Are TORQ nutritional products free from substances that could cause an athlete to test positive for illegal performance-enhancing drugs? It would be nice to think so wouldn’t it?
Last year a fracas developed when certain sports supplements were independently tested and found to contain substances that could cause an athlete consuming them to test positive in a dope test. Some of these products were manufactured by big brands and naturally the media, governing bodies for sport and serious athletes started to question whether ‘any’ sports supplement was safe.
So, how could these supplements get contaminated?
This is an interesting question with an equally intriguing answer. Firstly, some of these products may have been contaminated during packaging, due to substances banned by the WADF (World Anti Doping Federation) being present in the packaging plant/factory – in a similar way to nuts contaminating foods that shouldn’t actually contain them (we state that TORQ bars may contain traces of nut, because nuts are handled on the premises and there is a small chance that traces of nut could get into the food). In the case of WADF banned contaminants, it may be that whilst a rogue substance is not a listed ingredient on a supplement, it could contaminate a product if handled on the premises. It may also be that an ingredient used in the product that was supplied by a third party was contaminated? The later is perhaps unlikely, yet still cannot be ruled out as a possible source of contamination.
We can confirm that we do not handle any illegal banned substance (as defined by the WADF) on our factory premises. For full details of the WADF banned substances list, CLICK HERE to view this PDF.
Secondly, many products do contain substances called ‘Pro-Hormones’, which are legal to buy over the counter, yet could easily cause the athlete taking them to test positive in a dope test. A pro-hormone is any steroid-like substance that remotely resembles testosterone and might serve as a building block for testosterone. They also refer to any steroid-like substance that might exert an anabolic and/or androgenic action similar to testosterone or one of its synthetic derivatives. Anabolic means ‘muscle building’ and androgenic refers to the ‘enhancement of secondary male sex characteristics’, such as increased facial hair, square jaw etc. The perfectly legal over the counter 19-nor pro-hormones like 19-norandrostenedione and 19-norandrostenediol can actually become nandrolone once in the athlete’s system. This means that an athlete taking a supplement containing these pro-hormones could test positive for nandrolone. Therefore, it is vital that you establish from the manufacturer of the product you are buying, firstly whether it contains any of these pro-hormones and secondly whether other products packaged on the same premises contain pro-hormones.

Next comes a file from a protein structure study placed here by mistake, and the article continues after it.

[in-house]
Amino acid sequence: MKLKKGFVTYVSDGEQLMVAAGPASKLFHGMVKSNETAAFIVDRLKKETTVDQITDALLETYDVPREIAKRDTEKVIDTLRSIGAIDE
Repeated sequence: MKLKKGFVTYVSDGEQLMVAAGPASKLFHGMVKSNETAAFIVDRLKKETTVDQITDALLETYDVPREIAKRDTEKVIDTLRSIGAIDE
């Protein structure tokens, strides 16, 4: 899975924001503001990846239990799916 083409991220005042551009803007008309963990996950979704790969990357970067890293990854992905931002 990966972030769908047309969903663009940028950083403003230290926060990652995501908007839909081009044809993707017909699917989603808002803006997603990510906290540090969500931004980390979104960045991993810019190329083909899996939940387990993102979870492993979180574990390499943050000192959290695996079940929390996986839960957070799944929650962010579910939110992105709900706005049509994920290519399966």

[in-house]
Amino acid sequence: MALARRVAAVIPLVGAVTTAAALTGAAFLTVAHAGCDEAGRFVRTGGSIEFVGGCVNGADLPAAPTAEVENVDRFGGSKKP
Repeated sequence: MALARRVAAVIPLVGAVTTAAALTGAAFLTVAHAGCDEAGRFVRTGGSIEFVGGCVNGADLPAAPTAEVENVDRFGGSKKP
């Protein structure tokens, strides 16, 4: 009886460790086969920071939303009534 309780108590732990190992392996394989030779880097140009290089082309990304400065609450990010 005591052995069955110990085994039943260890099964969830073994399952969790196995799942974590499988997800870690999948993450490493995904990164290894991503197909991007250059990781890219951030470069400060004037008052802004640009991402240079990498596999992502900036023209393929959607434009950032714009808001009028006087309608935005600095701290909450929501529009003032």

Suffice to say, TORQ do not use pro-hormones as an ingredient in any of their products, nor are they handled on the factory premises.
What quality standards does TORQ adhere to?
TORQ products were developed in partnership with a specialist British food company and are manufactured in a facility which has BRC Global Standard Certification at the higher level. BRC is a quality standard, which was developed by the British supermarkets but is now used worldwide. Any manufacturer who wants to supply a top British supermarket on their own label must have this standard. BRC all but removes liability for food before a product reaches the supermarket because the standard is so strict and companies with BRC are independently audited on an annual basis.